Several studies have demonstrated the association of obesity with hearing loss in adults, but now researchers examining records of a nationwide sample of 1,488 boys and girls ages 12 to 19 have found the same association in teenagers. The study appeared online in The Laryngoscope.
The researchers controlled for various factors, including poverty, sex, race and previous exposure to loud noises. They found that being at or above the 95th percentile for body mass index — the definition of obesity in teenagers — was independently associated with poorer hearing over all frequencies, and with almost double the risk of low-frequency hearing loss in one ear. They suggest that this may represent an early stage of injury that will later progress to both ears, as it does in adults.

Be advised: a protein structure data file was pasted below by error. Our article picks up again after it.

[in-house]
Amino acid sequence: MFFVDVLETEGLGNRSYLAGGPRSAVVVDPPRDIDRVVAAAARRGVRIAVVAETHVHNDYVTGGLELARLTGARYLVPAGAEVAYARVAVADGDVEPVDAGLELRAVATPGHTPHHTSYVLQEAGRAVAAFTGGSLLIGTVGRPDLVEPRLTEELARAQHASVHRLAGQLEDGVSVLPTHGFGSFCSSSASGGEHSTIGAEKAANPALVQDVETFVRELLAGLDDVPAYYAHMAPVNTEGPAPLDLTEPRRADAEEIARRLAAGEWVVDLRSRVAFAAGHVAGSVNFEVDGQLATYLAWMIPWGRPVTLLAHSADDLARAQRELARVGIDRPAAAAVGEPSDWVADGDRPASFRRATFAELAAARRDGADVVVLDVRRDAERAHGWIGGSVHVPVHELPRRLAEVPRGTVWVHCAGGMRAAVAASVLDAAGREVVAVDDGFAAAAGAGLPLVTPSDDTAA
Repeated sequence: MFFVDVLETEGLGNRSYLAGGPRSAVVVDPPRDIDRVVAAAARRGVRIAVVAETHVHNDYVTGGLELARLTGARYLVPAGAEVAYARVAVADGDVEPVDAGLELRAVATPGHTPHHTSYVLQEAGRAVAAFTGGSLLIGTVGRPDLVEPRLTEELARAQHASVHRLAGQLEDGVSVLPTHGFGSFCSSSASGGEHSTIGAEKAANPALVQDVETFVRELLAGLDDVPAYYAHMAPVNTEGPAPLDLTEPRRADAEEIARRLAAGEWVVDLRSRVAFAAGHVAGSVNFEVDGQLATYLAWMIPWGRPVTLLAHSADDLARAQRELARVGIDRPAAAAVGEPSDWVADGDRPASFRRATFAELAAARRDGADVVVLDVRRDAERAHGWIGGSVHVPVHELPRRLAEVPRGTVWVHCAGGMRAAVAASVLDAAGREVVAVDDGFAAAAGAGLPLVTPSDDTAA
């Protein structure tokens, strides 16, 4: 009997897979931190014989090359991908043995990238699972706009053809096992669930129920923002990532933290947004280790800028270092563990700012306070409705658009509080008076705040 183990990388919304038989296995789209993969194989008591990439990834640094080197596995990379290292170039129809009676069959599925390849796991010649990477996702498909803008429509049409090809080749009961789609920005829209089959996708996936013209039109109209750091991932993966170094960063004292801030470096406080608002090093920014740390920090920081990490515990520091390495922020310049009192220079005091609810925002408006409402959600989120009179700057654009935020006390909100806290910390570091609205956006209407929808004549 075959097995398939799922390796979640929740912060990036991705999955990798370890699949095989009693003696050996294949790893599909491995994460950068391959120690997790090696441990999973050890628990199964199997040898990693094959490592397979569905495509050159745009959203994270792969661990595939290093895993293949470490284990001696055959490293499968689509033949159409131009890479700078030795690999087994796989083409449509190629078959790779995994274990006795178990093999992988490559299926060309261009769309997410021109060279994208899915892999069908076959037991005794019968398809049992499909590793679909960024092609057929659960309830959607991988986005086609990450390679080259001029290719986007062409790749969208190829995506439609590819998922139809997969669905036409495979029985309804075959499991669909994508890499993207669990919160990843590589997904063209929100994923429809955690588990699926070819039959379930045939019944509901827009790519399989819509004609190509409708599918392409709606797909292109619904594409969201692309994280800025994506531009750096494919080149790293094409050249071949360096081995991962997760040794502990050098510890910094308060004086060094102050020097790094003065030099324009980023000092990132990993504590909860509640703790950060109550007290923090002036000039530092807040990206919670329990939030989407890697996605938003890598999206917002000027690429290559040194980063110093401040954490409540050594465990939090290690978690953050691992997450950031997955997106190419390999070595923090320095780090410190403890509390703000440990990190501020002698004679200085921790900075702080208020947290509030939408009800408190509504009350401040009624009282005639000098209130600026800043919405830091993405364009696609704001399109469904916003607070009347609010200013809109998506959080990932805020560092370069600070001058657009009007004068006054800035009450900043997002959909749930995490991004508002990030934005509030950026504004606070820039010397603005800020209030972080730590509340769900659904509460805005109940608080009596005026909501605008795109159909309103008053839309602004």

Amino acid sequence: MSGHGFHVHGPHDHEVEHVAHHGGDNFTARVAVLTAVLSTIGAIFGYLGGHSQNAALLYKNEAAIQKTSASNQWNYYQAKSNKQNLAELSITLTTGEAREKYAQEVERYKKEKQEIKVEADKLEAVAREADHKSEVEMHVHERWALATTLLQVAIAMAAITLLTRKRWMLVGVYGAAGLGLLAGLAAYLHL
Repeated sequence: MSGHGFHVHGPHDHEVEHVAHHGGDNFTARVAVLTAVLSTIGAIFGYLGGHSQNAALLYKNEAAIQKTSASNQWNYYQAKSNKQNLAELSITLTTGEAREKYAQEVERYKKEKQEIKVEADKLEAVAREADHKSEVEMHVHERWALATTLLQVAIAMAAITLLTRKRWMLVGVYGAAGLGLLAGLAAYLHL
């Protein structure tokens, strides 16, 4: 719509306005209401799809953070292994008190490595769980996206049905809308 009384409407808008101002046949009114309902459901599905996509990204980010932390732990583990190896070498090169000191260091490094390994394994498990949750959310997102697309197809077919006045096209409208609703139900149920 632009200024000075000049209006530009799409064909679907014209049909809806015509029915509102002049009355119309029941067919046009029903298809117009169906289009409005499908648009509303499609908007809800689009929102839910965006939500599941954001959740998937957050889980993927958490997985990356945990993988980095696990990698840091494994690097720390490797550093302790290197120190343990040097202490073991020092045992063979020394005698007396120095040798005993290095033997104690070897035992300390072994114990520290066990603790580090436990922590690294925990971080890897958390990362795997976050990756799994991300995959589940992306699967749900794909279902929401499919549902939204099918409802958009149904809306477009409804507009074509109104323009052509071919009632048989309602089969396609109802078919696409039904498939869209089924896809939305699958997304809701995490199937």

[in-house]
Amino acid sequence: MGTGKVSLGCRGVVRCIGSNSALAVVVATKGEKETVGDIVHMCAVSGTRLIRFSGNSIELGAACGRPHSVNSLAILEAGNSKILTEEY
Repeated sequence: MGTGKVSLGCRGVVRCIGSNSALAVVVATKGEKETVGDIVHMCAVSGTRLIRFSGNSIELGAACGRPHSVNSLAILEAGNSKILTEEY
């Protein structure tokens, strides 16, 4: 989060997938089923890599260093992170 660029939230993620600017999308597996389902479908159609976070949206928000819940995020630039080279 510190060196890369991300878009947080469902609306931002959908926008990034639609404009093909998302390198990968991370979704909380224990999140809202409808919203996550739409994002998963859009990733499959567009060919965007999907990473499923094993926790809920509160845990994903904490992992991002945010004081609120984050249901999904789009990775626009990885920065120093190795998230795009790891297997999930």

Continue reading this article in the New York Times.